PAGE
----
Have you ever found yourself in a situation where you are trying to find a solution to a problem or issue and it seems like a never ending struggle? Perhaps you’ve had several rounds of consultations, too-many-to-count revisions and edits, and countless hours of thought and time invested; and just when you think you’ve found the solution, a new element comes up that needs to be considered. This experience is deeply frustrating for any leader and must be informed by two important principles.
The first principle is that “high-quality, long-lasting solutions require high-quality, long-lasting discussions”. Complex problems require time, reflection, quality dialogue and often revision in order to find a solution that endures. This means that if you short-change the investments you make in understanding the problem, considering various approaches and testing assumptions, then you risk a very early expiry date on the solution you implement. In fact, you produce a low-quality, temporary solution.
Sometimes the problems and issues we face are easy to solve, but often leaders face very complex problems. Nevertheless, a complex problem doesn’t necessarily require that the solution will also be complex. In fact, many times the solution can be simple. There is a major difference, however, between a “simple” solution and a “simplistic” solution.
We all have simplistic problems – like what shirt should I wear today. Simplistic problems are often met by simplistic solutions – it’s going to be warm, wear short sleeves. On the other hand, when we face a complex problem, although we might ultimately arrive at a simple solution, in order to do this we will still require high-quality and in-depth discussions/research/considerations/etc. Think of Albert Einstein’s work on the equation of mass–energy equivalence: E=mc2. Complex problem, simple solution; not by any means simplistic, but elegantly simple nonetheless.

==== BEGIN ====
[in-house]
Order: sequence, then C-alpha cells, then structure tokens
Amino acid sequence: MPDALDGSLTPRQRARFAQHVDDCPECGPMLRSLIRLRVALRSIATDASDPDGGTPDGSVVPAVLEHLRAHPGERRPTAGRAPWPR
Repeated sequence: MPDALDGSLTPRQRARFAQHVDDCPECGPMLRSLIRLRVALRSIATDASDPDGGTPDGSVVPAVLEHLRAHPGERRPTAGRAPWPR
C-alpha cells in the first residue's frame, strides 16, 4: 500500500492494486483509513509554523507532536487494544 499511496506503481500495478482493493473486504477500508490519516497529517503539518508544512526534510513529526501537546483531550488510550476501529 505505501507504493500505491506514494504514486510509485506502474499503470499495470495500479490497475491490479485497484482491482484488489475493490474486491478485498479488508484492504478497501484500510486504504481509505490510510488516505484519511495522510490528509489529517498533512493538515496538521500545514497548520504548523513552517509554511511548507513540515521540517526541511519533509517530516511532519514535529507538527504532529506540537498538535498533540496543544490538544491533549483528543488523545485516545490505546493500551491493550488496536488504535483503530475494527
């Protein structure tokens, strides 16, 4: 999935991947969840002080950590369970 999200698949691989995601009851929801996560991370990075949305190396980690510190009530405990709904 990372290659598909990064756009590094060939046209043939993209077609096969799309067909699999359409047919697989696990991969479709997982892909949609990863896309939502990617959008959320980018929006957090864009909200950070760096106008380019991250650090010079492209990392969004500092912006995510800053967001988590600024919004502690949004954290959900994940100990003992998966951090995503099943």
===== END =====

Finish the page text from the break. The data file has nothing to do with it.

Therefore, by exercising the virtues of patience, perseverance, and dedication when approaching complex challenges, the investment leaders make will be returned in high-quality, enduring solutions.
The second principle, especially related to leadership decisions, is that “indecision is not a solution.” This principle tempers the first in that leaders can’t delay decisions indefinitely. Any given solution is seldom an absolutely perfect solution. But if we use the principle of high-quality, long-lasting consultations and discussions as an excuse for a lack of courage to even make a decision, we will never arrive at a solution at all. Indecision is not a solution. Therefore, at some point a virtuous leader must weigh and consider all the factors involved, and move things forward by deciding on a solution and then implementing it.
If they have employed both principles in the process – investing in high-quality, in-depth discussions then taking decisive action based on the resulting conclusions – leaders can be confident that their solutions will be high-quality and long-lasting.